Aquila 400

The Aquila 400 Detection Unit is an instrument for detection and counting of fluorescent objects in the micrometer size range.

The Aquila 400 design is optimized for quantification of Rolling Circle Products (RCP), i.e.  concatemers of short single-stranded DNA sequences, by the use of fluorescently labeled detection oligonucleotides  specific to a region of the original sequence.  An aqueous solution of labeled RCPs is injected using a high-precision syringe pump into a microfluidic detection channel. At the point of interrogation, the entire width of the detection channel is illuminated by a line of laser light, oriented perpendicularly to the direction of flow. The interrogation area is a defined region of the channel cross-section, determined by the channel width and the optical characteristics of the objective. The excitation beam pathways consists of lasers, beam shaping optics, and a high performance objective. As the labeled RCP traverse the illuminated line, each object will emit a short pulse of light. By use of image analysis in two both fluorescence channels, RCPs are discriminated from noise and non-specific objects. The RCP identified in each image are then counted, and results are presented as the number of RCP found in the specific volume passed through the interrogation area for each analysis. The Aquila 400 is CE marked for the research market.

The instrument is supplied with a dedicated computer system. This system comes pre-installed with the software required to control the instrument and manage sample data. The instrument is controlled through a GUI where procedures such as startup, run sample, shutdown, etc. are accessed through menu commands or toolbar buttons. After analysis of a sample, or set of samples, the object counts from each detection channel are presented in both table and graph form. Results from previously run samples can be retrieved and studied later if desired. Results (object counts) from multiple samples can be exported to a file format readable by standard spreadsheet software such as Excel.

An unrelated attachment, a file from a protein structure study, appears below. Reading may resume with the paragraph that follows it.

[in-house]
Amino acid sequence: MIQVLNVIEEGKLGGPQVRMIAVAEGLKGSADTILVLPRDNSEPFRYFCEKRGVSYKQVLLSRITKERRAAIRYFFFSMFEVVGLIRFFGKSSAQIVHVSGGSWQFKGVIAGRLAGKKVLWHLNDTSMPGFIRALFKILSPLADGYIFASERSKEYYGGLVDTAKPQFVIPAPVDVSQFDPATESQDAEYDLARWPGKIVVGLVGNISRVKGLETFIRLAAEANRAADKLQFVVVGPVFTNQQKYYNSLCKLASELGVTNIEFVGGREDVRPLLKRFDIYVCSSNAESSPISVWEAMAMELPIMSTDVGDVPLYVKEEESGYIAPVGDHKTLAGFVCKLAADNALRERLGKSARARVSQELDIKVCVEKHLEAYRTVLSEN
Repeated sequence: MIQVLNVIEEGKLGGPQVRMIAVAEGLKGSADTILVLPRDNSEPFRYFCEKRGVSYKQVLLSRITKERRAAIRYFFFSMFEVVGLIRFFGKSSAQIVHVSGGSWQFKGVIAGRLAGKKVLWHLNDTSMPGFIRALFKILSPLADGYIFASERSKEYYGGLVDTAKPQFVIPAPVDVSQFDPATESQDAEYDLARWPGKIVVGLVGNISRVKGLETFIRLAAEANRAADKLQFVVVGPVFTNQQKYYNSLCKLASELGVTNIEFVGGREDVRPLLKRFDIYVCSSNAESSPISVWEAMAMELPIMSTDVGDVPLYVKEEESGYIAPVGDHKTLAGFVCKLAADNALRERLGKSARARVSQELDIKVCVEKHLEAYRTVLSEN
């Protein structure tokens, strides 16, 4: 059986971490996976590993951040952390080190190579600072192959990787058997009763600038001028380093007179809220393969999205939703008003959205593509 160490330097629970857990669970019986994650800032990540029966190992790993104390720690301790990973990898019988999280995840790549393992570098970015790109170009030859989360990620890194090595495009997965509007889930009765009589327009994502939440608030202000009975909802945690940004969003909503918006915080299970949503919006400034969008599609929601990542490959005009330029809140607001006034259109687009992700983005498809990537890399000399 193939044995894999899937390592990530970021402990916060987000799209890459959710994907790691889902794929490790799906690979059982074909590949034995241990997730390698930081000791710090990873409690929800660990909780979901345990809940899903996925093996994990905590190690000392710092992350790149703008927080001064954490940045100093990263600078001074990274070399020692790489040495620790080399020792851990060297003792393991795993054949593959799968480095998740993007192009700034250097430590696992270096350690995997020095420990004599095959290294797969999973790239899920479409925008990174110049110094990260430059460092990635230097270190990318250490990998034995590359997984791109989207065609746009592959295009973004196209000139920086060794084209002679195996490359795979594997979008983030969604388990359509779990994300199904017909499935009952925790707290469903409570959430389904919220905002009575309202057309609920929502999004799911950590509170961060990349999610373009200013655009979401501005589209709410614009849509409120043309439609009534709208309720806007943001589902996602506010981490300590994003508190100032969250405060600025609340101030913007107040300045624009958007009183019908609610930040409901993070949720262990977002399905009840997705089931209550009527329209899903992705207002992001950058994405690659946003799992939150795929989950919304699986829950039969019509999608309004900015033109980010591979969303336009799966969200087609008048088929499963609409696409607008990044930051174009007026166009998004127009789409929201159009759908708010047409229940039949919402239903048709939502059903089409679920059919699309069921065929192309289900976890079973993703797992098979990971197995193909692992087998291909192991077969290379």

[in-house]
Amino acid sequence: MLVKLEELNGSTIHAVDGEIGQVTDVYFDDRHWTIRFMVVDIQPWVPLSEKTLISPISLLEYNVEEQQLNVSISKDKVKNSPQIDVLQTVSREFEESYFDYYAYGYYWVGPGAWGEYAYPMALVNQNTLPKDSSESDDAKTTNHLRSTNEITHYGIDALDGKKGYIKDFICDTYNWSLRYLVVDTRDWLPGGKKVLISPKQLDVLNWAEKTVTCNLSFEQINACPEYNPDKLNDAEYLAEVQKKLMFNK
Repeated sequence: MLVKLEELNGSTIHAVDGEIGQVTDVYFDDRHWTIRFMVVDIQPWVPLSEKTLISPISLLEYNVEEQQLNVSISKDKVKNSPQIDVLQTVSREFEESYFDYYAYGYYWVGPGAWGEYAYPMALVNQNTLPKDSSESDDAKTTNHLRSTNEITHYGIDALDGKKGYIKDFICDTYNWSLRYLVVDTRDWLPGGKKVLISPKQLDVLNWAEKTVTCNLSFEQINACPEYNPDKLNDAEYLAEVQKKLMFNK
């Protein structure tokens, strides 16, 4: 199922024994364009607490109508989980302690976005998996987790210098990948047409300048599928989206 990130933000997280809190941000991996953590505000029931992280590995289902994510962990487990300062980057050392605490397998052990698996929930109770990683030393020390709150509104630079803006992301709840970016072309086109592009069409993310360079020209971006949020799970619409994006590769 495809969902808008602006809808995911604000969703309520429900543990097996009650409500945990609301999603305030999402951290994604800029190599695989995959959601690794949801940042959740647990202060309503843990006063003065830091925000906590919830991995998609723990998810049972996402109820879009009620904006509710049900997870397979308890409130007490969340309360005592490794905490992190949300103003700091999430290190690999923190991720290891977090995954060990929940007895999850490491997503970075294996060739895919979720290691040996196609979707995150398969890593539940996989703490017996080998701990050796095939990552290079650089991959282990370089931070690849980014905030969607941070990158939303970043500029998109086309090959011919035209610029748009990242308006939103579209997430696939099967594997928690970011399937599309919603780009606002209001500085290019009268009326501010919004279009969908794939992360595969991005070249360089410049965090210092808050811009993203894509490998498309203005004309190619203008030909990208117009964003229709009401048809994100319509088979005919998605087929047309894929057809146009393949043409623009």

Configuration of frequently used  instrument parameters such as sample volume, flow rates, image analysis threshold levels, are defined in a settings file, accessed through the GUI, while more infrequently used functions are set by editing a set of configuration text files. Optionally, functionality could be included to change these parameters through the user interface and allow them to be changed between different samples in an experiment.

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